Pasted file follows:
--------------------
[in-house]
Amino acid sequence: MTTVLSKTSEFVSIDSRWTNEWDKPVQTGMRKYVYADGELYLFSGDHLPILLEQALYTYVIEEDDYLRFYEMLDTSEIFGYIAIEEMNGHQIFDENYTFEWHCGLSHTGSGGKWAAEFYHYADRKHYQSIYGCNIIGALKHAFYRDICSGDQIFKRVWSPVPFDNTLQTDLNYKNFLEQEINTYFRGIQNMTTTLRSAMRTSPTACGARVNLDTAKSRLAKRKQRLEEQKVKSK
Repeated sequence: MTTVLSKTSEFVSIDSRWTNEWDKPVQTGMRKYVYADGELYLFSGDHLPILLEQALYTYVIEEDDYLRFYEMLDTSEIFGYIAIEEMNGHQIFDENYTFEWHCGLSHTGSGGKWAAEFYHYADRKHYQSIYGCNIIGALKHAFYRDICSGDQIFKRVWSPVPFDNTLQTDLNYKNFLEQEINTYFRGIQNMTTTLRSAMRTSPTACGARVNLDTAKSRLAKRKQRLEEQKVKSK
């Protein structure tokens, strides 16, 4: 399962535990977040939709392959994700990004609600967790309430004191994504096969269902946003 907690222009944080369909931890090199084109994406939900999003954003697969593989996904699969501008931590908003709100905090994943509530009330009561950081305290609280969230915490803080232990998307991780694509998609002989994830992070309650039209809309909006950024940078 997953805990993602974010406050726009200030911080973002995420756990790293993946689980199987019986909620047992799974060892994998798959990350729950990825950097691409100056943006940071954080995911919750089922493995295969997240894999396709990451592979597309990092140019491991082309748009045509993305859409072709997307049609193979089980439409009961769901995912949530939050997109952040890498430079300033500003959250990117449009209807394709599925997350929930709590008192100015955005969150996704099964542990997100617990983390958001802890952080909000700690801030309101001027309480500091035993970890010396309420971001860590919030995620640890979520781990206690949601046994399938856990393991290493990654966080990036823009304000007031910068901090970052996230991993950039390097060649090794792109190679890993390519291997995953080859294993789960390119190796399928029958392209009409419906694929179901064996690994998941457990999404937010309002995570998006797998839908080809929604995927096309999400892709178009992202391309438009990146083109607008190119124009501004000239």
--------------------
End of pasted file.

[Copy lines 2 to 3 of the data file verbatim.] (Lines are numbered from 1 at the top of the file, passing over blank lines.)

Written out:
Amino acid sequence: MTTVLSKTSEFVSIDSRWTNEWDKPVQTGMRKYVYADGELYLFSGDHLPILLEQALYTYVIEEDDYLRFYEMLDTSEIFGYIAIEEMNGHQIFDENYTFEWHCGLSHTGSGGKWAAEFYHYADRKHYQSIYGCNIIGALKHAFYRDICSGDQIFKRVWSPVPFDNTLQTDLNYKNFLEQEINTYFRGIQNMTTTLRSAMRTSPTACGARVNLDTAKSRLAKRKQRLEEQKVKSK
Repeated sequence: MTTVLSKTSEFVSIDSRWTNEWDKPVQTGMRKYVYADGELYLFSGDHLPILLEQALYTYVIEEDDYLRFYEMLDTSEIFGYIAIEEMNGHQIFDENYTFEWHCGLSHTGSGGKWAAEFYHYADRKHYQSIYGCNIIGALKHAFYRDICSGDQIFKRVWSPVPFDNTLQTDLNYKNFLEQEINTYFRGIQNMTTTLRSAMRTSPTACGARVNLDTAKSRLAKRKQRLEEQKVKSK